There are several things I have gone over to try and resolve this issue that is apparent. There is one way I haven’t yet addressed. In a recent interview with Peter Molyneux (formerly of Lionhead Studios and now at 22 Cans), how the Xbox can be successful, trim the media fat, and make it about games. With this generation we have seen the simple starts as being a DVD/Blu- Ray player to an entire media hub where it forgets about being a game console. The Xbox 360 dashboard is so bogged down with media apps, advertisements and other schlock that it makes finding games and game related material a chore. I don’t care that I can tweet, add Facebook friends, order a pizza, or have military propaganda flooding the advert space; I want it to play games, connect me to people to play games with, and to let me lose myself in story and HD visuals. Anyone can buy an iPad, Roku Box, or surf the web on their phone. Console makers need to make the consoles focus and regain what we buy them for in the first place, to play games. I can buy a PC and do everything at once. But people by consoles because of the different gameplay experiences, ease of use, there is no updating hardware and they can spend the money and be happy for years with what is in the box. I buy Nintendo consoles for the interesting ways to play and their core franchises. I buy Sony products to play original titles like ICO, Shadow of the Colossus, and titles that feel at home on their products like Final Fantasy and Metal Gear. I buy Microsoft products for universal connectivity across all products (from my W7 phone, to my Zune, to my Xbox, and my email), for the comfortable controller, their exclusives, and I am a bit of an achievement junkie. Out of all three have I mentioned that I can watch Netflix, or get on Twitter, or because I like advertisement shoved into my eyeballs at every turn? No, and that is the way it should be. Each has their strengths and they need to feed off of those and focus on games.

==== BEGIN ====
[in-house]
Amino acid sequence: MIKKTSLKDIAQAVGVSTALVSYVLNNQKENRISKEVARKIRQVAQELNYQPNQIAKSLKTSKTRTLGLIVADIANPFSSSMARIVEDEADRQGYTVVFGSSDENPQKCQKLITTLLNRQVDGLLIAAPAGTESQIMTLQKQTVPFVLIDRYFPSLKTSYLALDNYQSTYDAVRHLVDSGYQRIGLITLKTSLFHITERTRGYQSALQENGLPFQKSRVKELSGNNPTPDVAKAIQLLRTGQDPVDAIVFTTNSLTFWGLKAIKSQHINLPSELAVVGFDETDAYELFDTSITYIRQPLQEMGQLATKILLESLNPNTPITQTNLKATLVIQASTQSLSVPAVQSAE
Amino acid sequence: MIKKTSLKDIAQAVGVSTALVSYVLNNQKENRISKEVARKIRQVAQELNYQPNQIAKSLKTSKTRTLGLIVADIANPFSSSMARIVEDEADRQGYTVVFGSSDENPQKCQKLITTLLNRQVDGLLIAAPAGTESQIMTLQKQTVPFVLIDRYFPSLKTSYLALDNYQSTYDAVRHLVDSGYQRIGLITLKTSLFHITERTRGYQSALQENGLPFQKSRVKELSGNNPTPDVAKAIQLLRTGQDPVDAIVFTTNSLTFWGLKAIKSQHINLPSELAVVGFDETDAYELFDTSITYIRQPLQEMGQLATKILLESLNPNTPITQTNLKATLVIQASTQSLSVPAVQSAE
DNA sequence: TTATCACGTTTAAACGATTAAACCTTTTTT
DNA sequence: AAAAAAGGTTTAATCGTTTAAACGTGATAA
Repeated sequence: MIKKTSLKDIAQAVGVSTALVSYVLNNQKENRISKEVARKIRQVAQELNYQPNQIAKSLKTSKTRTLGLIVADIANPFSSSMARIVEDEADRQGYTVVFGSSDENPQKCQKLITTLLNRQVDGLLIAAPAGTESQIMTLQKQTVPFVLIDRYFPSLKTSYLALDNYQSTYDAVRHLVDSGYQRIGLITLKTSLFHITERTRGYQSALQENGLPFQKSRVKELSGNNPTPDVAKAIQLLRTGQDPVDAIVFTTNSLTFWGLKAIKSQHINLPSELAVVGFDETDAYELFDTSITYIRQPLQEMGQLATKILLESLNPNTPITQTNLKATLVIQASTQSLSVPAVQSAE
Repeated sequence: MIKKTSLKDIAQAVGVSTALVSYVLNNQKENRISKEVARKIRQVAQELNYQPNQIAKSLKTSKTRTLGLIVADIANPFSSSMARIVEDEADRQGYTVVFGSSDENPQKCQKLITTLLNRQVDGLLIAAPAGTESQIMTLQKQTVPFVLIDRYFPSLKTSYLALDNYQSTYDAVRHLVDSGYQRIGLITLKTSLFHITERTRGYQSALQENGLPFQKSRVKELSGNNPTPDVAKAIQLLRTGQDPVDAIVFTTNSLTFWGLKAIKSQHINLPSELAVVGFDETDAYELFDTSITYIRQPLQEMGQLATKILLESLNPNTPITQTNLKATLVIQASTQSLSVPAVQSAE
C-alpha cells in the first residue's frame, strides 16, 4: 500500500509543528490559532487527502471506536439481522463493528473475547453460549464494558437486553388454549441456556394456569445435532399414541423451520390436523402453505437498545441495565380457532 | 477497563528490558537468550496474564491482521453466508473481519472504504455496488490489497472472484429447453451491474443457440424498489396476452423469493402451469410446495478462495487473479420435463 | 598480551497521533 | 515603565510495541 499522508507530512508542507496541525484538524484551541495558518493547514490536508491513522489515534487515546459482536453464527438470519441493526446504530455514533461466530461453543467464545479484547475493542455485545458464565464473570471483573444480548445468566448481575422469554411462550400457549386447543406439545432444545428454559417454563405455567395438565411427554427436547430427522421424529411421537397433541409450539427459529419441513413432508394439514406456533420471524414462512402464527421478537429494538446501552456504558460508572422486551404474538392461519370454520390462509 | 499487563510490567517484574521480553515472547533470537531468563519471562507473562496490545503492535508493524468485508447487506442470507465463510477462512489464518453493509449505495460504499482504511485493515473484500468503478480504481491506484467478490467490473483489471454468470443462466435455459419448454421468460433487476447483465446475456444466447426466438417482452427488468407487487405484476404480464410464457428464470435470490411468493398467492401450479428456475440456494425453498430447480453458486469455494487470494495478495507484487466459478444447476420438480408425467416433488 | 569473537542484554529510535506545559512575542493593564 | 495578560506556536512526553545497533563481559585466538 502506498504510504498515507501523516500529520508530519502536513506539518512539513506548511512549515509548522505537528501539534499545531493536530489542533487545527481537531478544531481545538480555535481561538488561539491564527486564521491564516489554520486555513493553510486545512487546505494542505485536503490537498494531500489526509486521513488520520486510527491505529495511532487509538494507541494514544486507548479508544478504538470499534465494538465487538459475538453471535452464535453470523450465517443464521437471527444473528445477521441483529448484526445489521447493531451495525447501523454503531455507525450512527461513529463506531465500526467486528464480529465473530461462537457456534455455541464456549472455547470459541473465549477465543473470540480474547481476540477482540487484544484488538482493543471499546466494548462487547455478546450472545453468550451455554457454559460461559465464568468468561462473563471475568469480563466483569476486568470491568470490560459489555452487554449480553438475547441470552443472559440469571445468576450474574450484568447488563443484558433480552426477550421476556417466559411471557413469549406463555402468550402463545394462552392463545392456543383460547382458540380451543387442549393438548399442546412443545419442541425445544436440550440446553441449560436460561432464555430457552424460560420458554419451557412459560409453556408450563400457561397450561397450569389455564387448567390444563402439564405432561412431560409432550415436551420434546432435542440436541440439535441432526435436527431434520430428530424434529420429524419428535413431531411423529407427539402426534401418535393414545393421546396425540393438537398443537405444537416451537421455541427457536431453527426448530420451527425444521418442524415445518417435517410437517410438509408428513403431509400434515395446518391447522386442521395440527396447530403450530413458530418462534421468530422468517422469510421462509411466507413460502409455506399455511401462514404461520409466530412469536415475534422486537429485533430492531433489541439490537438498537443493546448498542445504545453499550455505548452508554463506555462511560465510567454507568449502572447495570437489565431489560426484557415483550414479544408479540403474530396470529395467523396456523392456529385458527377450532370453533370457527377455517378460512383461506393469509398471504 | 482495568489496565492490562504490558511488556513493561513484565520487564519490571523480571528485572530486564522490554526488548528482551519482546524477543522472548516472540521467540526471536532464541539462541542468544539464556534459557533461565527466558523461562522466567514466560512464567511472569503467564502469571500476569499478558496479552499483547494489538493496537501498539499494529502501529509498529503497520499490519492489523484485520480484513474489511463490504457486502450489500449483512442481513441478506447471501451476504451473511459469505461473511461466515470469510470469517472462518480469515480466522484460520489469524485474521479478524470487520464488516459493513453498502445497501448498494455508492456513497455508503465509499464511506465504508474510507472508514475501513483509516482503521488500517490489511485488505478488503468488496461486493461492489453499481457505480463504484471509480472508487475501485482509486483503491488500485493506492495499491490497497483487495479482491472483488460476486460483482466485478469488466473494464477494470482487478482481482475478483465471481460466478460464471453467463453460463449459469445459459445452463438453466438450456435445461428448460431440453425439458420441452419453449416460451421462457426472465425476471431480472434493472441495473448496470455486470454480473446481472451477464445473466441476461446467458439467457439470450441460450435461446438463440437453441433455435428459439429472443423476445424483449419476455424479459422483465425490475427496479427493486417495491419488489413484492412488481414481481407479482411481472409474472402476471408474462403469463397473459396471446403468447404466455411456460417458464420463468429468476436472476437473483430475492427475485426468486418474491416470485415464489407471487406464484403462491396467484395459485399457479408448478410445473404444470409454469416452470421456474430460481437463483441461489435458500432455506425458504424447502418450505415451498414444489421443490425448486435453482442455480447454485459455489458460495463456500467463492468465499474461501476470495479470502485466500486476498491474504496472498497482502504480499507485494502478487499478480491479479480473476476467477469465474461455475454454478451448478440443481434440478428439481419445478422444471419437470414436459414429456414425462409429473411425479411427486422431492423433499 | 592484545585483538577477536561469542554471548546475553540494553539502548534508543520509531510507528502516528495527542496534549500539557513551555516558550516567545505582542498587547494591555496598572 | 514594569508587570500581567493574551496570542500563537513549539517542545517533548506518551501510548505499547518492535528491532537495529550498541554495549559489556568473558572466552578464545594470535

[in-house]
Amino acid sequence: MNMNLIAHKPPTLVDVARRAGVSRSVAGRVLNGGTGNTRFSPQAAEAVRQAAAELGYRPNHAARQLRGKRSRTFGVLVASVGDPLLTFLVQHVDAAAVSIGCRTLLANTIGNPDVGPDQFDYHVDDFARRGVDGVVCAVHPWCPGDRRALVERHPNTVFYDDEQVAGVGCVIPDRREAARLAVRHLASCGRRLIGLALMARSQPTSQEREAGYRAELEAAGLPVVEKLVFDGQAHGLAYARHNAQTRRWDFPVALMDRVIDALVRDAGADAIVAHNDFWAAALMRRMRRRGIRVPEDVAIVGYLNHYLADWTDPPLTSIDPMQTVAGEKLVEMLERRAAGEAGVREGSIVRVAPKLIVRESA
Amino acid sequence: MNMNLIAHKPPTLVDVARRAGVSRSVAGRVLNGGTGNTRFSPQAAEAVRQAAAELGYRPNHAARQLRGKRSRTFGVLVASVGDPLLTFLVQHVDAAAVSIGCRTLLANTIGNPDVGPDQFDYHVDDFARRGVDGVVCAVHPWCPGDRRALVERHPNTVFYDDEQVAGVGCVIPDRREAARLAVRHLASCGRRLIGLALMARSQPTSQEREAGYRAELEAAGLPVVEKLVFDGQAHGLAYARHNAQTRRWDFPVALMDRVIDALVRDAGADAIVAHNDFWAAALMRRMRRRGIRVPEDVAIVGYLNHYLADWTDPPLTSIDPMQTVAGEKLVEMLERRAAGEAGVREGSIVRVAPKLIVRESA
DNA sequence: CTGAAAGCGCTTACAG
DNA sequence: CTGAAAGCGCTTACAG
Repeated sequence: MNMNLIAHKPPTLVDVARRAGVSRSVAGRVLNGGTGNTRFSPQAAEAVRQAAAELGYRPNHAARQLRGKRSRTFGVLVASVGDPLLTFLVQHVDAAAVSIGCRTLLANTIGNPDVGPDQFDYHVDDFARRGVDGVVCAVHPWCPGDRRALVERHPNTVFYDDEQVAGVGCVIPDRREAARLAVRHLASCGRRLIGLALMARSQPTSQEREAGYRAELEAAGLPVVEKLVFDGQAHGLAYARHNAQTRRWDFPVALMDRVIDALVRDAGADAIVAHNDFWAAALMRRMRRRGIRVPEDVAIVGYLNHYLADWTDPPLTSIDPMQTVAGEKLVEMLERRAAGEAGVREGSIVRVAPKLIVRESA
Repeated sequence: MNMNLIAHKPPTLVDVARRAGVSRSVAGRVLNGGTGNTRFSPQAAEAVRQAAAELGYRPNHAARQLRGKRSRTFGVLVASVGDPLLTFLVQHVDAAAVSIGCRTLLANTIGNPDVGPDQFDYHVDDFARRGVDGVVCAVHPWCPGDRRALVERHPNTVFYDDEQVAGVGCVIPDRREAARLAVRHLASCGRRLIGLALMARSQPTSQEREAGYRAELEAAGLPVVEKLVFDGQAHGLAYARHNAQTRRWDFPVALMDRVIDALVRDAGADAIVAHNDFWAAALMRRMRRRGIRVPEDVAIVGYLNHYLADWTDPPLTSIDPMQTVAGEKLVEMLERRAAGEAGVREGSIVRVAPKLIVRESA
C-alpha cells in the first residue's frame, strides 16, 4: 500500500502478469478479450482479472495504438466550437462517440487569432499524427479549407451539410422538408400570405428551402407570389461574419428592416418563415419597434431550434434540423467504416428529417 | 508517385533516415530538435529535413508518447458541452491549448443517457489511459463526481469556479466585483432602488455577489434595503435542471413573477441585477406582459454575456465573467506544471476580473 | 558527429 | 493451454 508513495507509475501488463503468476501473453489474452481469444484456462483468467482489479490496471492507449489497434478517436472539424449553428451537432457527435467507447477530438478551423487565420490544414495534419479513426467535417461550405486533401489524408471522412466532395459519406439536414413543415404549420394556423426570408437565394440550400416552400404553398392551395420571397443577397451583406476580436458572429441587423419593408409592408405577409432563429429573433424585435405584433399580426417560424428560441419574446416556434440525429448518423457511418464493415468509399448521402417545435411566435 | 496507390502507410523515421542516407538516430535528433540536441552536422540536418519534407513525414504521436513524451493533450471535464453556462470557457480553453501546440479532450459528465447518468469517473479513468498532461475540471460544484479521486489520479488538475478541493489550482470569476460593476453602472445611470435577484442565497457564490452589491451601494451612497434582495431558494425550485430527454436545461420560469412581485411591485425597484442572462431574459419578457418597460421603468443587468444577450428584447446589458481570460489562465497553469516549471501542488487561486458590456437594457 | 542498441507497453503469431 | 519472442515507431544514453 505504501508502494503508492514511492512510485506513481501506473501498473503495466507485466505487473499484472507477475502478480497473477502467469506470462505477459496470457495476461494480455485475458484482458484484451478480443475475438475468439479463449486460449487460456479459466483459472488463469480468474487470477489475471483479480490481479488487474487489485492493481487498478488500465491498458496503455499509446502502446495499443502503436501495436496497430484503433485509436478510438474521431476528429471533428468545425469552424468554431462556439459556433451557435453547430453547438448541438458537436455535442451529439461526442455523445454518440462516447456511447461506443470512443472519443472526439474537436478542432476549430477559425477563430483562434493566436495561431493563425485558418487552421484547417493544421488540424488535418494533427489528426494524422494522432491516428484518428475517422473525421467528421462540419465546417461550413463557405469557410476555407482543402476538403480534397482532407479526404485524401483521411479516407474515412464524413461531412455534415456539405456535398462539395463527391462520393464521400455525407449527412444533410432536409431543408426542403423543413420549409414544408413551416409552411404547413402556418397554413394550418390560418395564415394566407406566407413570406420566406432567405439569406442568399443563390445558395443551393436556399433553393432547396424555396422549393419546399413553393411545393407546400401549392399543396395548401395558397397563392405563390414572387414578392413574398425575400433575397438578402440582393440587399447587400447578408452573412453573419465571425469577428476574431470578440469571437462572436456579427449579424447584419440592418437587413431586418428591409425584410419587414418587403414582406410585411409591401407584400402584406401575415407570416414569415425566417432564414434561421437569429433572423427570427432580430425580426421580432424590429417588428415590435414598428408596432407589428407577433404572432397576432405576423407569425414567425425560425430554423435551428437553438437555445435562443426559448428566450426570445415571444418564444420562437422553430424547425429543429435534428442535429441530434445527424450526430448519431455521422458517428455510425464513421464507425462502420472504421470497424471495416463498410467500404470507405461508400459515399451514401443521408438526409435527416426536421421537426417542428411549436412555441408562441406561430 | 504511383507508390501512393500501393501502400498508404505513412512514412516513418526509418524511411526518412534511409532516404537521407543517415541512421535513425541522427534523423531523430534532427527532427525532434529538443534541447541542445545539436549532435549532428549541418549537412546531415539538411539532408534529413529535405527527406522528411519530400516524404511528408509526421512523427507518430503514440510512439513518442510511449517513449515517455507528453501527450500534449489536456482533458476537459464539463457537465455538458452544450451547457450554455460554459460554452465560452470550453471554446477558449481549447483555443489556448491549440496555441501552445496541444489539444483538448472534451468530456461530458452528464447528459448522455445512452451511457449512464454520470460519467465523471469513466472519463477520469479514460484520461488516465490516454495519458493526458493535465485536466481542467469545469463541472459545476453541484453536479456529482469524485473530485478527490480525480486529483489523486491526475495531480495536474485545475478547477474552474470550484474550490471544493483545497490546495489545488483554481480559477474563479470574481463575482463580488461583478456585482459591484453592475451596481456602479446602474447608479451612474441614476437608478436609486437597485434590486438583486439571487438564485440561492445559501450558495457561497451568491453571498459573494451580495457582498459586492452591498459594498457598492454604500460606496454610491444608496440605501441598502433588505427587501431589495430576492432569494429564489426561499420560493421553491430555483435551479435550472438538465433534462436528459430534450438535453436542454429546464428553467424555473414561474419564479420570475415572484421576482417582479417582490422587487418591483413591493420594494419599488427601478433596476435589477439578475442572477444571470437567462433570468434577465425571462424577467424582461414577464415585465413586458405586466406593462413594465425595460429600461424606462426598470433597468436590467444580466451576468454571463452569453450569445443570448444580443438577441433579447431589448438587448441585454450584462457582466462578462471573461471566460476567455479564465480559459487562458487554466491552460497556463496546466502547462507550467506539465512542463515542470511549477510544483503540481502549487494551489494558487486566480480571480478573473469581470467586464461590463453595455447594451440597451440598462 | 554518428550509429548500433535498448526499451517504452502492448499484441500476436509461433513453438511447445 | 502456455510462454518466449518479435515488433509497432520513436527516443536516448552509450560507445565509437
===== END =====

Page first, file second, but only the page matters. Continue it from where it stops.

With all of these thoughts I hope this lost generation can take note, game companies do a better job of showing that their consoles are about games, and that games can make more of a social impact. The gaming industry is making more money than ever, but with so many techs out there, they are starting to not seem viable any more, but that can change and could bring new audiences with that change. The industry isn’t just loosing gamers, but creativity and desire. The “lost” generation has had so much technology available from the start that they have become creatively numb, and socially inept, to where the only way to get them into gaming is to maybe making it simple again. This generation is not only ignoring gaming but other outlets such as comics, and books as well. I had teen tell me that one Iron Man figure was wrong because he didn’t look like he did in the movie. If he had picked up a comic first instead of inserting his foot, he would have realized he was wrong. The gaming industry has to change and we have taken fact to that issue, but maybe it’s also about time this generation put down the iPhone, crappy vintage camera filter, jackets with shoulder pads, and social media to find out there is more out there. Maybe there is a middle ground we are missing here, there has to be a compromise. If I can get my mom to sit down and play Carcassonne on the 360 with me, help her download Star Wars Pinball on her Kindle Fire HD, or have my future sister-in-law be amazed that Gears of War 3 looked more like a movie than a game; then there is hope. If I ever have kids, I would want them to be gamers, readers, and media enthusiasts as well as active in the real world. I want creativity to flow in every aspect. I have talked about moderation, the gamer’s social convention, the industry it’s self, and a generation that is need of creative guidance. I want the games of the future to be a proud, creative expression. I want them to push boundaries both in social, graphical, and gameplay relevance. I have always hated the term “Video game” because it always implied something that should be used by a child, or that had no artistic relevance, and was mostly looked down upon by the main stream. This interactive media is suited for a better title. So, “lost generation”, let’s work together to bring that audience back, make consoles about games, bring excitement in the field, and find a term more suited for this new creative empire.